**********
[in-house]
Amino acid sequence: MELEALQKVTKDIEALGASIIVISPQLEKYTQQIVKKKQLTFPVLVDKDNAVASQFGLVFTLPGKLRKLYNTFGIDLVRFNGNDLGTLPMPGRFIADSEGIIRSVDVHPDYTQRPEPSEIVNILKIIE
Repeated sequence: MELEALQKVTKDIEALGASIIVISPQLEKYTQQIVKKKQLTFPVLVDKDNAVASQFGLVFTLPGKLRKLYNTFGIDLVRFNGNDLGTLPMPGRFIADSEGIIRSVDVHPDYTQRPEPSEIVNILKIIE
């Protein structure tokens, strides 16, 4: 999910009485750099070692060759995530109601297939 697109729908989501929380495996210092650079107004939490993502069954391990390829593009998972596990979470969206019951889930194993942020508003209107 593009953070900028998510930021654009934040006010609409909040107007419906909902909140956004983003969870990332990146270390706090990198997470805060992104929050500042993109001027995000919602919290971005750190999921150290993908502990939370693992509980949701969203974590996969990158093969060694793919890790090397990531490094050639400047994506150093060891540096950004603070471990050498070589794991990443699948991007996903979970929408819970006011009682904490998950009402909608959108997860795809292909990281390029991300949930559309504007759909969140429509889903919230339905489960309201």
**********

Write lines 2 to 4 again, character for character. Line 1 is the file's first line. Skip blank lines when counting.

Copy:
Amino acid sequence: MELEALQKVTKDIEALGASIIVISPQLEKYTQQIVKKKQLTFPVLVDKDNAVASQFGLVFTLPGKLRKLYNTFGIDLVRFNGNDLGTLPMPGRFIADSEGIIRSVDVHPDYTQRPEPSEIVNILKIIE
Repeated sequence: MELEALQKVTKDIEALGASIIVISPQLEKYTQQIVKKKQLTFPVLVDKDNAVASQFGLVFTLPGKLRKLYNTFGIDLVRFNGNDLGTLPMPGRFIADSEGIIRSVDVHPDYTQRPEPSEIVNILKIIE
């Protein structure tokens, strides 16, 4: 999910009485750099070692060759995530109601297939 697109729908989501929380495996210092650079107004939490993502069954391990390829593009998972596990979470969206019951889930194993942020508003209107 593009953070900028998510930021654009934040006010609409909040107007419906909902909140956004983003969870990332990146270390706090990198997470805060992104929050500042993109001027995000919602919290971005750190999921150290993908502990939370693992509980949701969203974590996969990158093969060694793919890790090397990531490094050639400047994506150093060891540096950004603070471990050498070589794991990443699948991007996903979970929408819970006011009682904490998950009402909608959108997860795809292909990281390029991300949930559309504007759909969140429509889903919230339905489960309201």